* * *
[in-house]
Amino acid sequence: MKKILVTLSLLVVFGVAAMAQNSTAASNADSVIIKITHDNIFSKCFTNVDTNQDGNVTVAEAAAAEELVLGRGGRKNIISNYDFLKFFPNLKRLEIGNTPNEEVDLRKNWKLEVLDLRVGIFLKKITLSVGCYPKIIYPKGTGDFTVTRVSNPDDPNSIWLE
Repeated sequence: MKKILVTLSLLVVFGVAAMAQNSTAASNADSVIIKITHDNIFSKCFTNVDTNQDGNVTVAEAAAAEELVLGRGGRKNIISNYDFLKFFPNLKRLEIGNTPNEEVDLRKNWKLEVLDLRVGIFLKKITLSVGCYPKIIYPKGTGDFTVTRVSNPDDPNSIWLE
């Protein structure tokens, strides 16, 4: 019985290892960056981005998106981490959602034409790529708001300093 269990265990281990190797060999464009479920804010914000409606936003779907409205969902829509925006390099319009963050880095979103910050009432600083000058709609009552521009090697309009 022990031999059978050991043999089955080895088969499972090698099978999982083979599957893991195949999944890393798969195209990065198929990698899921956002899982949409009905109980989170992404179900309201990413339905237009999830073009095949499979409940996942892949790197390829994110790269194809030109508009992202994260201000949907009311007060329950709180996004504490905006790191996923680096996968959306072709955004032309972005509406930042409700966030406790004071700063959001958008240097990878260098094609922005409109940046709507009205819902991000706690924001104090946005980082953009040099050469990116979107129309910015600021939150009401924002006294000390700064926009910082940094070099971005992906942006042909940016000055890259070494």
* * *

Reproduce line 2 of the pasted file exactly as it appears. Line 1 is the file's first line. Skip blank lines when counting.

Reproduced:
Amino acid sequence: MKKILVTLSLLVVFGVAAMAQNSTAASNADSVIIKITHDNIFSKCFTNVDTNQDGNVTVAEAAAAEELVLGRGGRKNIISNYDFLKFFPNLKRLEIGNTPNEEVDLRKNWKLEVLDLRVGIFLKKITLSVGCYPKIIYPKGTGDFTVTRVSNPDDPNSIWLE